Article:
Macbeth meets Mary Poppins

Recently I went to see Sleep No More, which originally opened in London, then went to Boston, and is now on in New York City. It’s essentially a reworking of Macbeth as a mash-up of interpretive dance and haunted house. You absolutely walk out of this one humming the set, and that’s a good thing.

I found the experience to be very effective and haunting. Exactly like one of those dreams where you find yourself trapped within Stanley Kubrick’s The Shining. I’m sure you have those dreams too. Doesn’t everybody?

Then this morning I started rewatching Mary Poppins (which I had not seen since childhood), and I began to notice eerie parallels between Mary Poppins and Macbeth. Both feature a strong female lead, rather clueless male characters who charge around thinking they are in control, without ever quite realizing that their lives and fates are ruled by powerful magical entities beyond their understanding (three witches or Walt Disney — take your pick).

The male lead in both pieces make fools of themselves by believing themselves destined to rule. Macbeth arrogantly declares “”If chance will have me king, why, chance may crown me!” while Mr. Banks sings “I’m the lord of my castle / The sov’reign, the liege!” Meanwhile, it turns out that it’s the females who have all the power and all the magic.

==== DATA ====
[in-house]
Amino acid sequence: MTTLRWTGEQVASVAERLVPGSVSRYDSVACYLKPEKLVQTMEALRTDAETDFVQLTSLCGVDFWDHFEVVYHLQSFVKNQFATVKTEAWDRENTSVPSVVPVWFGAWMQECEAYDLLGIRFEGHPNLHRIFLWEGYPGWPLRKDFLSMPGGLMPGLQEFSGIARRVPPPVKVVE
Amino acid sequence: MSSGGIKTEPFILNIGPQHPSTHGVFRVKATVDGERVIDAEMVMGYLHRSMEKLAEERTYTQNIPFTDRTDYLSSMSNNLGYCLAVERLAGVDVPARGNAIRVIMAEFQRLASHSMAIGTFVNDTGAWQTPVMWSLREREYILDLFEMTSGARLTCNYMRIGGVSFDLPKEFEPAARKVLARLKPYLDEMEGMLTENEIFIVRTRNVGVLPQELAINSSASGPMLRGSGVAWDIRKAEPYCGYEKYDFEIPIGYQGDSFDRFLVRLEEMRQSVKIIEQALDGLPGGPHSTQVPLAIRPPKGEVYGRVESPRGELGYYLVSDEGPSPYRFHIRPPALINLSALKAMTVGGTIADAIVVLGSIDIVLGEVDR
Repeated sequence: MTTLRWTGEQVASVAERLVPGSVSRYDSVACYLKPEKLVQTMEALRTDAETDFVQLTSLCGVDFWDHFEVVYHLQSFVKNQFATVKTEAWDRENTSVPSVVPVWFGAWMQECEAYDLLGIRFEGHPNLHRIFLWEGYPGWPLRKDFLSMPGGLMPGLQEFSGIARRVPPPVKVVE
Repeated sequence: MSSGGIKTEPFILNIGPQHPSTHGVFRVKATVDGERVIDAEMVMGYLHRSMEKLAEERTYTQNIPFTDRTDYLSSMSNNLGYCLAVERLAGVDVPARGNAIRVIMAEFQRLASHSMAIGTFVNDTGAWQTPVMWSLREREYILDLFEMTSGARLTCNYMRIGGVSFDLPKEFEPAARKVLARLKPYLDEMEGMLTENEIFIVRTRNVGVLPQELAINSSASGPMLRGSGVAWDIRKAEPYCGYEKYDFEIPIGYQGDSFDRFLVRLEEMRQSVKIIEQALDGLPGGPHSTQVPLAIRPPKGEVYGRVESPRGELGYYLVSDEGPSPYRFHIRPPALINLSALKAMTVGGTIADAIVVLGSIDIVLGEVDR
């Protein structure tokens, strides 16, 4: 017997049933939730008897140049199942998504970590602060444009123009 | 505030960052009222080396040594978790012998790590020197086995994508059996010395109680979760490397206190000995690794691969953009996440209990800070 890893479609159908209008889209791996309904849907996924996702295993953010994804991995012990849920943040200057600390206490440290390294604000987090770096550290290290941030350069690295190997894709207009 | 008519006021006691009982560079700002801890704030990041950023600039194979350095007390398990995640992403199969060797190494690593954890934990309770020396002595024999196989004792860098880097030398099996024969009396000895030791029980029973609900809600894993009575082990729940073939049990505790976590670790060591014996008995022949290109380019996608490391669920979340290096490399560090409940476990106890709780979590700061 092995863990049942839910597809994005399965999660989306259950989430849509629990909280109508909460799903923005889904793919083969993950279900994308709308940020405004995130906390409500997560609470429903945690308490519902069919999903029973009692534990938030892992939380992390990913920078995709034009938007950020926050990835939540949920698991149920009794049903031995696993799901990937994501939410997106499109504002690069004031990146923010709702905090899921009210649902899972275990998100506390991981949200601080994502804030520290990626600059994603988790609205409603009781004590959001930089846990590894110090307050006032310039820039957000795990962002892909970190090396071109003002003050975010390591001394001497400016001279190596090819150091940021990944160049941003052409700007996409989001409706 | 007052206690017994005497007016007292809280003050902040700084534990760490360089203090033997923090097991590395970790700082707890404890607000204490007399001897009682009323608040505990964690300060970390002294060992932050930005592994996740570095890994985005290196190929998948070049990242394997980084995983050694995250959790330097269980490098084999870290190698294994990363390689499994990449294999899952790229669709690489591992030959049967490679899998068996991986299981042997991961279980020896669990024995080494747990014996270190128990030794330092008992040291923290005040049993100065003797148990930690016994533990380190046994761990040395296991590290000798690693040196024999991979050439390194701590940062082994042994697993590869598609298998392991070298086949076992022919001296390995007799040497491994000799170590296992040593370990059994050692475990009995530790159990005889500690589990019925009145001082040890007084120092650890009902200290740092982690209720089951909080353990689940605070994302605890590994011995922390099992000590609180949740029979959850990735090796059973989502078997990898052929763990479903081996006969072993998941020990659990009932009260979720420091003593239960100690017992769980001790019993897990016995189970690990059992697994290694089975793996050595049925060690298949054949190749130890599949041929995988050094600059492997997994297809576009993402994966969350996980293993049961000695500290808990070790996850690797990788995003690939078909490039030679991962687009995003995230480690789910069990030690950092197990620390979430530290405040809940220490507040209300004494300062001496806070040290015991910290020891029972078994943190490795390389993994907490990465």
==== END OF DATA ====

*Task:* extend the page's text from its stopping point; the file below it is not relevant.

In the end, of course, each of these clueless males realizes his mistake, although each seems to express this idea differently:

Macbeth: “Life’s but a walking shadow, a poor player / That struts and frets his hour upon the stage, / And then is heard no more. It is a tale / Told by an idiot, full of sound and fury, / Signifying nothing.”

Mr. Banks: “Let’s go fly a kite.”

See what I mean? Two expressions of the human condition, each a milestone in its respective genre. Although it could be argued that Macbeth has the better poetry.

On the other hand, Mary Poppins has much better songs. :-)

3 Responses to “Macbeth meets Mary Poppins”

  1. Mari says:

    Considering both were written by males, did they both have domineering wives? :)

  2. admin says:

    To be completely fair, the original story of Mary Poppins was written by Pamela Lyndon Travers, who was definitely not a male (and in fact never married).

  3. Mari says:

    Oh really, I didn’t know! Was Pamela Travers … hmm…. gay?

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